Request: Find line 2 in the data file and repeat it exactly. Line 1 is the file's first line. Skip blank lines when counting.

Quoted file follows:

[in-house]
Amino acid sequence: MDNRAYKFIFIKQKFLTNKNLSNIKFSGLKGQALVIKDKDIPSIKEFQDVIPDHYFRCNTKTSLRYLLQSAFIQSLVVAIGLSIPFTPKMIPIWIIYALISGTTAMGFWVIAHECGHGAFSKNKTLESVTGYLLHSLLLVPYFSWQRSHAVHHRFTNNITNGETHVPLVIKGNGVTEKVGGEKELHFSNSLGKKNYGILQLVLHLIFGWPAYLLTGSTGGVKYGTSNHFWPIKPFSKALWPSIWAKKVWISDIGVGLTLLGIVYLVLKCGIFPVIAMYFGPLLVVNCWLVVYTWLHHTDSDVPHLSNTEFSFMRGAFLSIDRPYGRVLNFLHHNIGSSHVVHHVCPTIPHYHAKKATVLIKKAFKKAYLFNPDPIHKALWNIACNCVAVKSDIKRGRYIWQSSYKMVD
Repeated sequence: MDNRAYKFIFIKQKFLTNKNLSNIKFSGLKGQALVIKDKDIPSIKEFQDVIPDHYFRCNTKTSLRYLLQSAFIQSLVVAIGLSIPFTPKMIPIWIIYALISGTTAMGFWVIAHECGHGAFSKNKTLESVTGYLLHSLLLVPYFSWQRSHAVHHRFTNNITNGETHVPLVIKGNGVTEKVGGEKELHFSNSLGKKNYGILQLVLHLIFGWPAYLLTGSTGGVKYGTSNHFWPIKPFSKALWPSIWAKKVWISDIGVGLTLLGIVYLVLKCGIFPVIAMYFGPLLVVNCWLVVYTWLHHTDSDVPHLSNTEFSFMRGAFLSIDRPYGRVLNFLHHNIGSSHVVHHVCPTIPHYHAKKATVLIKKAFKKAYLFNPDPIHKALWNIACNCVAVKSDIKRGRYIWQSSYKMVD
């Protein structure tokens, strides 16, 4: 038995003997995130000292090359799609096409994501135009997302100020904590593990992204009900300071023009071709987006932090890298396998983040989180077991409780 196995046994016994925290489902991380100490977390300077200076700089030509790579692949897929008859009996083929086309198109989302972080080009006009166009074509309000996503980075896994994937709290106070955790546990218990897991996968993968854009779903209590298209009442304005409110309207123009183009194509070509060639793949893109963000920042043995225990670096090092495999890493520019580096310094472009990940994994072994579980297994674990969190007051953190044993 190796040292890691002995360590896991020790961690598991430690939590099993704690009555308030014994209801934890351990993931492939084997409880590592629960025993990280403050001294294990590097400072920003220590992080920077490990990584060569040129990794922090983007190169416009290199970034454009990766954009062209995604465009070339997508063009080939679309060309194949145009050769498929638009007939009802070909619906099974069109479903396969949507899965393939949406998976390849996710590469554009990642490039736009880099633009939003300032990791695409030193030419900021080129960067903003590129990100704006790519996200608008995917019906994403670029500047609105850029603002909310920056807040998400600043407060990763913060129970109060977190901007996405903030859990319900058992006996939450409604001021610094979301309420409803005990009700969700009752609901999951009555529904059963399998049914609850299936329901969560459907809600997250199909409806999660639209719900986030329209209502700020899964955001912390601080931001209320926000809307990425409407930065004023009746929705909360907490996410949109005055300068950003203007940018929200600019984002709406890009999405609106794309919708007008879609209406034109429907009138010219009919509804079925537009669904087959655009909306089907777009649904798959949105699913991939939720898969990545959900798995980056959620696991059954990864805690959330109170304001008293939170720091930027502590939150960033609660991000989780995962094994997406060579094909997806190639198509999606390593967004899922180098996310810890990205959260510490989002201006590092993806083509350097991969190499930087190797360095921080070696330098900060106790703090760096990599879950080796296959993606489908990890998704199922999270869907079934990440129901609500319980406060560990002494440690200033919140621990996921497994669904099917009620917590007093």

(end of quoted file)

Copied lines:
Amino acid sequence: MDNRAYKFIFIKQKFLTNKNLSNIKFSGLKGQALVIKDKDIPSIKEFQDVIPDHYFRCNTKTSLRYLLQSAFIQSLVVAIGLSIPFTPKMIPIWIIYALISGTTAMGFWVIAHECGHGAFSKNKTLESVTGYLLHSLLLVPYFSWQRSHAVHHRFTNNITNGETHVPLVIKGNGVTEKVGGEKELHFSNSLGKKNYGILQLVLHLIFGWPAYLLTGSTGGVKYGTSNHFWPIKPFSKALWPSIWAKKVWISDIGVGLTLLGIVYLVLKCGIFPVIAMYFGPLLVVNCWLVVYTWLHHTDSDVPHLSNTEFSFMRGAFLSIDRPYGRVLNFLHHNIGSSHVVHHVCPTIPHYHAKKATVLIKKAFKKAYLFNPDPIHKALWNIACNCVAVKSDIKRGRYIWQSSYKMVD